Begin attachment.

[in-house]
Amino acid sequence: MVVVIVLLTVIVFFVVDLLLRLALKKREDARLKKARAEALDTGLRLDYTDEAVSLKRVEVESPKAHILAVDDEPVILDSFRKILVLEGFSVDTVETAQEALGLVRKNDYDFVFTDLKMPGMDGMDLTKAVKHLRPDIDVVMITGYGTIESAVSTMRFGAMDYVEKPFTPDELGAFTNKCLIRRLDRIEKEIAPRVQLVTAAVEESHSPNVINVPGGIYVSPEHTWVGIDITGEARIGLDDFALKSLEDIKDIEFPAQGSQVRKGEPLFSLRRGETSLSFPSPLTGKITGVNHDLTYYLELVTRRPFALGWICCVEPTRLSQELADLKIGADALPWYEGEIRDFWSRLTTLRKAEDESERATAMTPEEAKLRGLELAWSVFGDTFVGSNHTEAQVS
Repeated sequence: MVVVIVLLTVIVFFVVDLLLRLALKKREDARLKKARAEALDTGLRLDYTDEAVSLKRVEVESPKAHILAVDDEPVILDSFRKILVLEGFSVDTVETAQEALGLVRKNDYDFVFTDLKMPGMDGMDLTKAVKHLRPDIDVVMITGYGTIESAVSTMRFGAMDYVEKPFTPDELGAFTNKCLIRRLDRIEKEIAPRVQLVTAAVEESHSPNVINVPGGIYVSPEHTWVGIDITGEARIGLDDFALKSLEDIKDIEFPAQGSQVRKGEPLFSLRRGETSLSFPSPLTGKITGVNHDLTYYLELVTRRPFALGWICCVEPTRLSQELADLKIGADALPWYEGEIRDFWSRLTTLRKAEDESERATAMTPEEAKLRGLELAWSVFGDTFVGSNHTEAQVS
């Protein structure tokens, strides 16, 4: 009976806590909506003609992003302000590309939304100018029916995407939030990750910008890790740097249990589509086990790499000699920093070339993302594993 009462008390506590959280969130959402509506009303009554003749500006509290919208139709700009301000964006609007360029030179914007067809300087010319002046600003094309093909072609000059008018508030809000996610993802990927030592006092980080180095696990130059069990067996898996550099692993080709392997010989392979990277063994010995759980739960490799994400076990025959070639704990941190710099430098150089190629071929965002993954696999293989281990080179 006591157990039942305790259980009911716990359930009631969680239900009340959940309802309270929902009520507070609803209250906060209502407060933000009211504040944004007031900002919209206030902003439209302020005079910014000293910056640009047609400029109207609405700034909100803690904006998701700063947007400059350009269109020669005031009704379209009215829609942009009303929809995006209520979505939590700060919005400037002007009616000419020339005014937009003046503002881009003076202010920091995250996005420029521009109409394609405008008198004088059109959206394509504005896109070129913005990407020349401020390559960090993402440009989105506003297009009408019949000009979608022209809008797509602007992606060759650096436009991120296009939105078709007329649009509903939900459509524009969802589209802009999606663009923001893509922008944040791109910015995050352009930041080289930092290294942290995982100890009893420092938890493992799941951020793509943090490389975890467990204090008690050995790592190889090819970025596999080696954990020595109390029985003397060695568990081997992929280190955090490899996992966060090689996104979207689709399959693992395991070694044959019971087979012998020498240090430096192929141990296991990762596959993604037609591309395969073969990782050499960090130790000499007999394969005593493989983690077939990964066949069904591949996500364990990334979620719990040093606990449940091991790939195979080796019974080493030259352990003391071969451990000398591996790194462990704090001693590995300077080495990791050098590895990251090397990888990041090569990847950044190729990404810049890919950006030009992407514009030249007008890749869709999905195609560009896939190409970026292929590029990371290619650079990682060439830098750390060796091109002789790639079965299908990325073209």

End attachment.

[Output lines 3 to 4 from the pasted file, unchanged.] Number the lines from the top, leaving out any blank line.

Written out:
Repeated sequence: MVVVIVLLTVIVFFVVDLLLRLALKKREDARLKKARAEALDTGLRLDYTDEAVSLKRVEVESPKAHILAVDDEPVILDSFRKILVLEGFSVDTVETAQEALGLVRKNDYDFVFTDLKMPGMDGMDLTKAVKHLRPDIDVVMITGYGTIESAVSTMRFGAMDYVEKPFTPDELGAFTNKCLIRRLDRIEKEIAPRVQLVTAAVEESHSPNVINVPGGIYVSPEHTWVGIDITGEARIGLDDFALKSLEDIKDIEFPAQGSQVRKGEPLFSLRRGETSLSFPSPLTGKITGVNHDLTYYLELVTRRPFALGWICCVEPTRLSQELADLKIGADALPWYEGEIRDFWSRLTTLRKAEDESERATAMTPEEAKLRGLELAWSVFGDTFVGSNHTEAQVS
């Protein structure tokens, strides 16, 4: 009976806590909506003609992003302000590309939304100018029916995407939030990750910008890790740097249990589509086990790499000699920093070339993302594993 009462008390506590959280969130959402509506009303009554003749500006509290919208139709700009301000964006609007360029030179914007067809300087010319002046600003094309093909072609000059008018508030809000996610993802990927030592006092980080180095696990130059069990067996898996550099692993080709392997010989392979990277063994010995759980739960490799994400076990025959070639704990941190710099430098150089190629071929965002993954696999293989281990080179 006591157990039942305790259980009911716990359930009631969680239900009340959940309802309270929902009520507070609803209250906060209502407060933000009211504040944004007031900002919209206030902003439209302020005079910014000293910056640009047609400029109207609405700034909100803690904006998701700063947007400059350009269109020669005031009704379209009215829609942009009303929809995006209520979505939590700060919005400037002007009616000419020339005014937009003046503002881009003076202010920091995250996005420029521009109409394609405008008198004088059109959206394509504005896109070129913005990407020349401020390559960090993402440009989105506003297009009408019949000009979608022209809008797509602007992606060759650096436009991120296009939105078709007329649009509903939900459509524009969802589209802009999606663009923001893509922008944040791109910015995050352009930041080289930092290294942290995982100890009893420092938890493992799941951020793509943090490389975890467990204090008690050995790592190889090819970025596999080696954990020595109390029985003397060695568990081997992929280190955090490899996992966060090689996104979207689709399959693992395991070694044959019971087979012998020498240090430096192929141990296991990762596959993604037609591309395969073969990782050499960090130790000499007999394969005593493989983690077939990964066949069904591949996500364990990334979620719990040093606990449940091991790939195979080796019974080493030259352990003391071969451990000398591996790194462990704090001693590995300077080495990791050098590895990251090397990888990041090569990847950044190729990404810049890919950006030009992407514009030249007008890749869709999905195609560009896939190409970026292929590029990371290619650079990682060439830098750390060796091109002789790639079965299908990325073209």